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From what I understand, article 50 of the Lisbon treaty requires any state leaving to do so according to their domestic law.

It seems to be well understood that any form of hard border in Ireland is in breach of the Good Friday agreement, hence the backstop.

As the GFA is part of UK law, does it not therefore follow that a no-deal situation is illegal, as it would be in breach of that, and therefore invalid?

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    I would say that this properly belongs in law.stackexchange.com, as it's more of a legal question than a political one. – Dan Scally Oct 2 at 9:39
  • Johnson is still committed to the 31st leaving date as he is expected to say in his speech at the Tory Conference today. Any sensible reading of the current state of UK legislation (The Benn Act) makes it clear that unless the EU refuses an extension, this would be illegal. Therefore we can only conclude that Johnson doesn't care about the legal position. Including whatever it might say in the GFA. – Jontia Oct 2 at 9:43
  • @Jontia ...or he has a trick up his sleeve. – Steve Melnikoff Oct 2 at 9:59
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    I am confused. Why do you think that it would invalid if illegal? If Johnson does not negotiate a treaty with the EU before October 31st he might well be in breach of UK law, but the UK would outside of the EU all the same. – Denis Nardin Oct 2 at 10:53
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    @Caleth So I'm not a lawyer, but it seems to me that part of the procedure has already been concluded with the Article 50 notification, which was indeed done according to constitutional requirements. But I guess this is an academic discussion, of no great importance in practice. – Denis Nardin Oct 2 at 12:44
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I believe the "complication" mentioned in answer by user is actually the main issue here.

  • When the Supreme Court ruled on an issue between the Parliament, HM Government, and (technically) the Crown, it was the UK Supreme Court which had the final say.
  • Should the EU27 acknowledge the non-extension of Brexit, then as far as the EU27 are concerned the Brits are out after Halloween. Any opinion from a non-EU court after that date is about as legally binding on the EU as some ISIS guy crowning himself Caliph of the world.
  • The only way around that might be if the UK supreme court decides before Halloween to send an extension request in the name of the UK, and if the EU27 decide to accept that at face value (cf this question).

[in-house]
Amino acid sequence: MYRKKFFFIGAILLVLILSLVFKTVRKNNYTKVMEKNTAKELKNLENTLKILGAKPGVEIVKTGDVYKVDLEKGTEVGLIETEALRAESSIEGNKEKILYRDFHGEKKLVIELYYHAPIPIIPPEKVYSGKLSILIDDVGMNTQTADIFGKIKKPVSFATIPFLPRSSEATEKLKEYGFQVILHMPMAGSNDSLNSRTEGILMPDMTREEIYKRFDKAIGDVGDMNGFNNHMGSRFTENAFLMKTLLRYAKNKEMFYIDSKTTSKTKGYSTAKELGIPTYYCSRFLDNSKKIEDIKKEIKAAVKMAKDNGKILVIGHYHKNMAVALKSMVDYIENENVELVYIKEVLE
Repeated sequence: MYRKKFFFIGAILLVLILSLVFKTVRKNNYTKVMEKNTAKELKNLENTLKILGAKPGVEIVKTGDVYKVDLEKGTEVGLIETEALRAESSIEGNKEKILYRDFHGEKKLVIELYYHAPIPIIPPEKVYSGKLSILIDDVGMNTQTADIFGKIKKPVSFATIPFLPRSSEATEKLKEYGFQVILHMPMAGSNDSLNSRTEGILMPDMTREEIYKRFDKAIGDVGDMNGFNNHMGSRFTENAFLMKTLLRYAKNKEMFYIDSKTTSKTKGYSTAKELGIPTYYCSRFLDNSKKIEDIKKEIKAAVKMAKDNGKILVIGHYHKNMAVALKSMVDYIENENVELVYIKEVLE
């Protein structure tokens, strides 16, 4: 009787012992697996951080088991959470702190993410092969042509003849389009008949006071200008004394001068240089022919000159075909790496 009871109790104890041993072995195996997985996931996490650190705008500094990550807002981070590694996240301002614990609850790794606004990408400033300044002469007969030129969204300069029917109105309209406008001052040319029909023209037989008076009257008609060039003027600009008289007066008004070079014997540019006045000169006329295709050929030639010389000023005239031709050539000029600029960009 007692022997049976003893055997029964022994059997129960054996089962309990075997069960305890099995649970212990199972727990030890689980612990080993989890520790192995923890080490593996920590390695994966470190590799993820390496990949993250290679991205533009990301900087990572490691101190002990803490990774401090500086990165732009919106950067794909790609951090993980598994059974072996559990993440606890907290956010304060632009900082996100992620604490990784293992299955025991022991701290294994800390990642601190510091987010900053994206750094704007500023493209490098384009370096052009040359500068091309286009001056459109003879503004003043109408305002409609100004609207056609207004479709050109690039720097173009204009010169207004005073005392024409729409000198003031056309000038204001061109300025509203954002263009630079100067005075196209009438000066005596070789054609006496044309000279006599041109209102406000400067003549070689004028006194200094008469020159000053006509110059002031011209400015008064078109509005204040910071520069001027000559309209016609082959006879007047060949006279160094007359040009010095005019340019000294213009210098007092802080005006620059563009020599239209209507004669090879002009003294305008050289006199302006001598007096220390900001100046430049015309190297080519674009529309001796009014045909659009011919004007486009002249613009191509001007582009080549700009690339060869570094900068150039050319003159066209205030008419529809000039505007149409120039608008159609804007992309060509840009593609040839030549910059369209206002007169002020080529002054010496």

Of course nobody could stop the EU27 from re-admitting the UK and pretending that they never left. But that would be a political question, not a legal one.

3

Not just the Good Friday Agreement, but now also the Benn Act makes leaving without a deal on 31st October, without the refusal of the EU to grant an extension, illegal.

The question of if that would make it invalid is less clear. A court could possibly rule that due to the breech of the law it was invalid and therefore should be considered to have not happened, similarly to how the recent proroguing of Parliament was undone. However, this is mere speculation and complicated by the fact that the EU may consider the UK to have left after the 31st of October even if the UK doesn't.

In practice I think it is unlike to come to this, as any legal action would likely be concluded before October 31st and if leaving without a deal was considered unlawful the remedy would be to either seek an extension from the EU or withdraw Article 50 before that date.

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    The Benn act requires asking for an extension if No Deal is possible on the 19th. It still allows No Deal if the EU does not agree to an extension. – Caleth Oct 2 at 12:30
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    Even in the case of the EU agreeing an extension, there might still be a no deal after the expiration of that extension, or if Parliament rejects a proposition by the EU for an extension past January 31st. The Benn Act in no way makes a no deal Brexit illegal. – Dan Scally Oct 2 at 12:32
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    @Jontia I don't think your edit really improves the answer. Nothing in the Benn Act makes the fact of leaving without a deal illegal; the answer is simply wrong on that point. Indeed it could still be the choice Parliament makes now that they've claimed the right to veto a proposition from the EU on a longer extension. What would be illegal is the failure of the Prime Minister to request an extension, that's all. – Dan Scally Oct 2 at 14:16
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    @user perhaps. Under the Fixed Term Parliament Act, it's not clear if Parliament can choose a new PM without a general election, and even if it can, that the person they choose would revoke the Article 50 notification, or how the ECJ would rule if it were revoked then re-issued. Also you are optimistic that there is "a larger plan" – Caleth Oct 2 at 14:21
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    @Caleth the explanatory notes accompanying the Fixed Term Parliaments Act make it clear that the intention of the 14 day period between a vote of no confidence and a subsequent vote of confidence is to allow a new government to be formed without a general election. See the notes, Clause 2, section 16. The intention is to provide an opportunity for an alternative Government to be formed without an election. – Dan Scally Oct 2 at 14:26

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